In light of some of the conversation happening on and around My Diabetes Secret, Cherise decided to use the platform she built to address some of the topics presented without giving an opportunity for the negativity to invade the weekly tweetchat.
One afternoon a car pulled up next to me and the driver rolled down his window gesturing to get my attention. He was holding up a small electronic device that turned out to be a Medtronic insulin pump. He wanted to say hello after seeing my license plate.
I had a lot of thoughts about this comment. I asked Twitter for feedback and got some good responses there. I also shared this on Facebook and got some good feedback there as well. I felt like writing more, but then Dayle and Kerri said all I wanted to say. So you should just read what they wrote.
Finally, I would urge anyone blogging for recognition to consider if a blog is really the right outlet for their goals/needs. Blogging is a form of sharing what it is you want to say. It’s not necessarily a platform for making people pay attention. That’s their choice. If your words or your way of changing the world resonates with other people and is valuable to them, they will listen. And that’s what it should be about – not conferences or freebies.
Defining the DOC: Why Do We Blog? – Imperfect Pancreas
I started this site because I wanted to find some kindred spirits. And that’s the reason I continue to write, and to try and connect. It keeps the loneliness of chronic illness at bay and makes doing this diabetes maintenance thing easier. Even though so many healthcare professionals think that my A1C is the most important marker of my success as a person with diabetes, I think my happiness is, and connecting with my PWD peers keeps me happy.
You Are HERE. – Six Until Me
The Storification of tweets continues as I recap Day 2 of Stanford Medicine X. After the rush of hosting the opening panel the day before, I figured the rest of the weekend would be a walk in the park. Here are some of the stand-out moments from the day, as told by my ability to be clever in the span of 140 characters.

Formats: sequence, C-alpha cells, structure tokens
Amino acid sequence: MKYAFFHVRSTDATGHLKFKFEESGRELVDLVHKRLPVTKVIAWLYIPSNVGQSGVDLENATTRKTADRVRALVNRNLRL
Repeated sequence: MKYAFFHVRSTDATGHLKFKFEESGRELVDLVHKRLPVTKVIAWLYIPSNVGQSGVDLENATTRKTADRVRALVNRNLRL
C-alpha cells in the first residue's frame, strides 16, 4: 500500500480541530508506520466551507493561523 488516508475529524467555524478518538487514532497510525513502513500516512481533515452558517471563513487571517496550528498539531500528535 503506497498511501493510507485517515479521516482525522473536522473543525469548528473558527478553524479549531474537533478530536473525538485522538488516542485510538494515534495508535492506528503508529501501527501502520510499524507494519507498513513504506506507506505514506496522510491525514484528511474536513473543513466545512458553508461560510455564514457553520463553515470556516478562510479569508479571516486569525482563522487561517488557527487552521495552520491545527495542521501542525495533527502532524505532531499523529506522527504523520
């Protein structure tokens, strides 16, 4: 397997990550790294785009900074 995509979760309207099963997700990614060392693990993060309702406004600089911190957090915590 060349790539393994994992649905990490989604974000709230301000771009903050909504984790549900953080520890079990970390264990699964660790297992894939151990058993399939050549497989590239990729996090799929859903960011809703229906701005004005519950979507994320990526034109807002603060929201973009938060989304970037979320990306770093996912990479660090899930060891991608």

(And you should too)
We still have a ways to go before being the “token patient” at a conference is a thing of the past.
That, right there, is my most important tweet of the day. Maybe even the entire conference.
I attended Stanford Medicine X this weekend, a conference billed as the intersection of medicine and emerging technologies. Because the conference took up so much of my time, I didn’t have an opportunity to record a traditional podcast. Instead, I asked ePatient scholars to leave a brief comment on their experience. With a little editing magic, here you go. Enjoy!
For more information about Medicine X, visit medicinex.stanford.edu.
Special thanks to everyone who called in:
On a notecard briefly answer one of these questions: what uses up your energy (spoons) the most; how do you most like to expend your energy (spoons)?
If you’re not familiar with the Spoon Theory, I encourage you to read this post from butyoudontlooksick.com. It’s well worth the read. But for the sake of this post, I’ll briefly summarize this whole spoon business.
Essentially, spoons are an arbitrary measurement of energy. “Healthy” people have unlimited spoons to use during the day, but people dealing with chronic pain have a limited number of spoons. As a result, seemingly ordinary tasks like taking a shower or going to the grocery store are weighed against the amount of energy, or spoons, required. Some days you have more spoons at the ready, and can get more done. Other days, you barely have enough spoons to get out of bed. If you ever see #spoonie included on a tweet, now you know what’s going on.
In the grand scheme of things, the Spoon Theory can apply to anyone, to any patient as a way to convey the struggles that come with getting by day to day. With that understanding comes the collaboration at Medicine X. Attendees decorated spoons in the image of the thing that drains their spoons on a daily basis. What consumes you as a patient advocate? What keeps you up at night as a patient? What worries you the most as a caregiver? If you’re honest with yourself, these are incredibly intense questions that can cost a number of spoons to just contemplate.
My spoon was decorated in the spirit of My Diabetes Secret.
Over the next few days I’ll be tweeting up a storm at Stanford Medicine X. Follow my comments on Twitter – @iam_spartacus.
As far as the rest of the diabetes community is concerned, Dana Lewis will be talking about the digital divide among patients and the DIYPS. Scott Strange will be on three different panels discussing mental health and chronic disease patients. And Kim Vlasnik will be giving an ePatient Ignite Talk on the main stage. You can also follow Heather Gabel on Twitter as she shares her experiences during the conference.
If you would like to see Kim’s talk live, please sign up for the Global Access Program so you can watch the livestream from the comfort of your own home.
Medicine X is a big deal to me, as can be evident by its inclusion in the menu bar of this blog, if you have the time, I hope you take a look.
I thought you and your community might be interested in this video:
Where do I begin? Continue reading